Primarily known as a sculptor and installation artist, Tom Arthur was born in Massachusetts, USA, and graduated from the School of the Boston Museum of Fine Arts in 1969, where he majored in jewellery making and silversmithing. As a student he initiated his engagement with a sculptural production that was marked by the period’s radical expansion of the medium’s definitions to include new practices such as installation and performance. During his studentship Arthur established the principles of construction that, through refinement and elaboration, came to define his artistic practice. His work became characterised by an intricate method of assemblage, which was intrinsic to his jewellery practice and amplified in his sculptural forms, where meaning was developed through an elaborate construction of accumulated objects and materials.

Between 1969 and 1973 Arthur worked as an instructor in the jewellery and silversmithing school at the Boston Museum of Fine Arts as well as a period as a school teacher. Amongst various scholarships awarded to him to this time, Arthur received a Ford Foundation Grant in 1964-65 and in 1973 a Travelling Scholarship from the Boston Museum School for his work Ikhnatan grey . Arthur travelled to Australia on the scholarship in 1974 and subsequently remained in Sydney.

Arthur first exhibited a series of sculptures and drawings in Australia in a group show at Bonython Gallery in Sydney in 1974. The exhibition established his practice as one extending from a philosophical inquiry into states of metamorphosis and the metaphysics of death, using a symbolic vocabulary of materials including bones, feathers, sand and glass. The impact of this work led to an invitation by the Art Gallery of New South Wales to participate in a project exhibition along with Alex Danko and John Armstrong in 1975. This provided Arthur with the opportunity to produce his first large scale installation: The fertilization of Drako Vülen’s cheese pizza , which was subsequently purchased by the Art Gallery of New South Wales. The heightened scale of Drako Vülen’s also broadened the ambitions of Arthur’s practice in terms of complexity of construction, theatricality of presentation and expansion of materials to include electrical components of intricately crafted neon lights. Warmly received by critics and audiences, Drako Vülen’s remains indicative of a period of neo-Dada tendencies in Australian sculptural practice, and of the bourgeoning milieu of object-based art at the time.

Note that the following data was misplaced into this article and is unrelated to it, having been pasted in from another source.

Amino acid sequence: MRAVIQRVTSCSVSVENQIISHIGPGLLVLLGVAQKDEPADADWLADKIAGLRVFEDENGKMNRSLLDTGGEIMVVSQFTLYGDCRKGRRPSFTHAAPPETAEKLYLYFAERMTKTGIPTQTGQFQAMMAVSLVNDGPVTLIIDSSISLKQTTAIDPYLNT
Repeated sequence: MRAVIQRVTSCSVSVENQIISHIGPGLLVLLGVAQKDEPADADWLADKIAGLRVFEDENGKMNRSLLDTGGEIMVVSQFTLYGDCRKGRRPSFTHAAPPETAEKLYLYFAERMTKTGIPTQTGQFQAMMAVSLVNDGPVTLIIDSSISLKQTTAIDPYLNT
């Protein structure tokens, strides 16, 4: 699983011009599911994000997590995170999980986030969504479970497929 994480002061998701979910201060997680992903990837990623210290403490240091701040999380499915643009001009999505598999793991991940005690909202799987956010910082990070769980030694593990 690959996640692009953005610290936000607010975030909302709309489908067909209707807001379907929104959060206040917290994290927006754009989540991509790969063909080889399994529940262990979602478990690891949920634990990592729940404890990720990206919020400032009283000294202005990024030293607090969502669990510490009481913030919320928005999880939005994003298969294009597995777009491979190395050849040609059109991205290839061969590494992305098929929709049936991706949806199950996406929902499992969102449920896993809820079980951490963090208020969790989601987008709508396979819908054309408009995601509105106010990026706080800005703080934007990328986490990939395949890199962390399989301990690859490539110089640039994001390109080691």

Drako Vülen’s promoted Arthur’s reputation as an artist of works of a complex philosophical inquiry combined with an engaging, absurdist humour. In this vein, Drako Vülen’s became the catalyst for an ongoing series of installations during the 1970s and 1980s which continued to explore the juncture of physical and metaphysical domains through an almost encyclopaedic accrual of object-forms which Arthur staged within increasingly labyrinthal and theatre set-like structures. The series reached cathartic climaxes with Goodbye carpet, goodbye small door at Newcastle Regional Art Gallery in 1983 and The entire contents of a gentleman’s room at the University Gallery, The University of Melbourne in 1987.

In four decades of studio practice, Arthur’s extensive exhibition history has encompassed survey shows at the Art Gallery of New South Wales and the National Gallery of Victoria, Melbourne (1979 and 1981), with other significant group exhibitions including the Biennale of Sydney (1979 and 1988), Australian Perspecta (1981), The Serpentine Gallery, London (1982), Elizabeth Bay House, Sydney (1997) and at the Luxembourg Gardens, Paris (2004). His work is represented in private collection in Australia, the USA and Europe, various state and regional galleries, and the National Gallery of Australia.

Arthur’s career as an artist runs in tandem with one as an art educator and academic. He began teaching at Sydney College of the Arts at the school’s inception in 1976 and continued as a senior member of staff until his retirement in 2006. He since remained part of the faculty as an Honorary Associate Professor in Sculpture, Performance and Installation.

Mimmocchi, Denise
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